This week's App of the Week is TurboScan. I first read about it on Apartment Therapy and I thought it was too good to be true. Here's the back story.
I LOVE the printer/scanner/copier combos that most of us have in our offices these days. The auto feeder tray, the push to an email address and the sheer swiftness of how you can scan and organize a mountain of paperwork for record-keeping. Since I've been making a push toward going more paperless (there's nothing like list-making on a pretty pad of paper or notebook) at home and in the office, I've been looking for something comparable to that magic cube-shaped machine that will just about make you breakfast and brush your teeth.
We have a printer/scanner/copier combo at home, but it's nothing like the commercial ones and takes forever to scan something, and then use the software to organize it. One. document. at. a. time.
Then there's the Neat Desk. Um, yes, please. Buuuut, not at that price point, no sir.
So imagine my elation when I discovered there was an app (okay, so I might be late to the game on this one - I'm sure there are probably other scanning apps out there) that would help me with scanning all of my papers with a piece of equipment I already had. Expecting a hefty $9.99+ price tag (which I consider fairly pricey for an app, but fair for something that the description proposed), I was pleasantly surprised at the $1.99 asking price. However, I'll admit that I was thinking, "Alright, what's the catch? It's too inexpensive; I bet you can't push it to Evernote." But, you can. And Dropbox, too. There's only so much you can learn from reading the description and reviews, so I took the plunge (and only a small monetary risk) and just downloaded it.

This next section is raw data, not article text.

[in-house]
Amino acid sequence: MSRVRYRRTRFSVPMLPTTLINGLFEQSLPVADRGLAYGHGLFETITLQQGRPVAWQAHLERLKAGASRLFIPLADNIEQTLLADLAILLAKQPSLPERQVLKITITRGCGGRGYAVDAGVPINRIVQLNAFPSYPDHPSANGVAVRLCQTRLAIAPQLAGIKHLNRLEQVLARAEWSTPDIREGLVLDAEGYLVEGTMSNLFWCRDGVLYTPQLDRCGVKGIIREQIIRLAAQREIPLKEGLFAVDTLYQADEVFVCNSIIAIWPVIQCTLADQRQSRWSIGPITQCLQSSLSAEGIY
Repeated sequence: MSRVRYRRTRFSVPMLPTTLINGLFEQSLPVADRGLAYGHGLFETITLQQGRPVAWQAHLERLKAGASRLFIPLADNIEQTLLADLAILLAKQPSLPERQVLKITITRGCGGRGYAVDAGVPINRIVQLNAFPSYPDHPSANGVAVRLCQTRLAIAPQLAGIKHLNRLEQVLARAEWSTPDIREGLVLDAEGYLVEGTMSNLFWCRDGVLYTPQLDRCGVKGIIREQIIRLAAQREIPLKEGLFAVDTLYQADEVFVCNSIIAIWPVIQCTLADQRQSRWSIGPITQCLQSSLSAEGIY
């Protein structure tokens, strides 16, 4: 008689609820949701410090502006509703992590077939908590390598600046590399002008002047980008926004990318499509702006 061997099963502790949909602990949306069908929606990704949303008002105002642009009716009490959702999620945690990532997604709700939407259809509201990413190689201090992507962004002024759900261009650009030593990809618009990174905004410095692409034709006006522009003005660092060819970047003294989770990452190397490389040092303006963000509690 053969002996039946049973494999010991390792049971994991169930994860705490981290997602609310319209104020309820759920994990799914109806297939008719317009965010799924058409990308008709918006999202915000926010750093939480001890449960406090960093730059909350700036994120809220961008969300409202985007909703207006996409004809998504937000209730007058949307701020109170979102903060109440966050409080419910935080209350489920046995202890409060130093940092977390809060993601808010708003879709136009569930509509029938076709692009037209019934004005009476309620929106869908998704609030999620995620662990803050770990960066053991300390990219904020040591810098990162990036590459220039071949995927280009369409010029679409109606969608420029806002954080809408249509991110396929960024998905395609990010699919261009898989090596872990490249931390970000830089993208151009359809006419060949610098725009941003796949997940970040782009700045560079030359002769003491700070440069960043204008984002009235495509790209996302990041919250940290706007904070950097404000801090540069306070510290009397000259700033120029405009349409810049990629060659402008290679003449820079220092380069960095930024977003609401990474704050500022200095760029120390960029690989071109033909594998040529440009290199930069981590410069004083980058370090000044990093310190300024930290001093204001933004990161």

Boy howdy, this did it for me. I don't much care for limitations in filing structure in Evernote and Dropbox, and after a little trial and error, I decided to email them to myself. It takes some patience and a little bit of time if you're scanning 12+ pages, but it can be done. I downloaded the attachments, pieced them together in Word docs so they can be later added to, and OCD'd them to death in my file structure.
Instead of re-creating the wheel, this article lays out the features and steps on how to scan your documents. Directly quoting from the article, you can see how easy it is:
The only teeny hangup (that can bee 100% avoidable with some practice) is that you have 1 opportunity to rotate the document. If you go to the next step before rotating your document, you can't go back to do so (or I haven't found a way to do it yet) and you'll need to re-take the picture and start again. But, like I said, that's totally avoidable with practice and the smallest amount of attention.
Verdict: It's a great app and worth more than the money you'll pay for it.